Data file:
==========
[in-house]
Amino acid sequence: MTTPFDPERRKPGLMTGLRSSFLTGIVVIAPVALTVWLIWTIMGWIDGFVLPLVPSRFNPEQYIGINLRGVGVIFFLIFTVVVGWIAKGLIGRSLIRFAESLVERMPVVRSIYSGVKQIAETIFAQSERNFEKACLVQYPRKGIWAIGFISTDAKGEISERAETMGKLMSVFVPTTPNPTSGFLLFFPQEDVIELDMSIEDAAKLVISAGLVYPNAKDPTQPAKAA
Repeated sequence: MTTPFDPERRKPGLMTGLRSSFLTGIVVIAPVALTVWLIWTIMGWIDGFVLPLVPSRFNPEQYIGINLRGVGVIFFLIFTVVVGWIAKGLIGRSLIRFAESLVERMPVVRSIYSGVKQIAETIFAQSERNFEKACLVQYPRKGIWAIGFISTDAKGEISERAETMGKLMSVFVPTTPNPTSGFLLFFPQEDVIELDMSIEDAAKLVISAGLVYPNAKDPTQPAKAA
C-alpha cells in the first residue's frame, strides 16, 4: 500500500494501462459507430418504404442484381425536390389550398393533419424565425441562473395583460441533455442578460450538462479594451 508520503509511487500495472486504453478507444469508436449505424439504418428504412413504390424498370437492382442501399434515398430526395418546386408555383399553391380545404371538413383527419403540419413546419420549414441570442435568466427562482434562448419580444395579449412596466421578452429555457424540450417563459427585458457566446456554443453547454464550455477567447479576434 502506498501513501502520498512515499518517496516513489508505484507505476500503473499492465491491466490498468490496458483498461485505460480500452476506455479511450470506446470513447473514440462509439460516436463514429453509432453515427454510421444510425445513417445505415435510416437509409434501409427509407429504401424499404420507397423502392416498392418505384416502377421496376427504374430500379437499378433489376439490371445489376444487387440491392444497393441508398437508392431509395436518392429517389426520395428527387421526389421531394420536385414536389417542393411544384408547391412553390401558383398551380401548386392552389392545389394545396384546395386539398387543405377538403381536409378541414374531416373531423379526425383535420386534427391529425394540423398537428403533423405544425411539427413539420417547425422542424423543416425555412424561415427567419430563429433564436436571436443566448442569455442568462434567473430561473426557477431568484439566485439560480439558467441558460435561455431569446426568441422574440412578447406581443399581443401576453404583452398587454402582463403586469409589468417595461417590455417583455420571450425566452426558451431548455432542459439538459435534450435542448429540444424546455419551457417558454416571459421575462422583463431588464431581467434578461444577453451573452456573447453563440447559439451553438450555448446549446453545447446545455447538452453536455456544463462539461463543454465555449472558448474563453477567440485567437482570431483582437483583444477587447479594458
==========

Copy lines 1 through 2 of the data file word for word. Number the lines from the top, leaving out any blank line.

[in-house]
Amino acid sequence: MTTPFDPERRKPGLMTGLRSSFLTGIVVIAPVALTVWLIWTIMGWIDGFVLPLVPSRFNPEQYIGINLRGVGVIFFLIFTVVVGWIAKGLIGRSLIRFAESLVERMPVVRSIYSGVKQIAETIFAQSERNFEKACLVQYPRKGIWAIGFISTDAKGEISERAETMGKLMSVFVPTTPNPTSGFLLFFPQEDVIELDMSIEDAAKLVISAGLVYPNAKDPTQPAKAA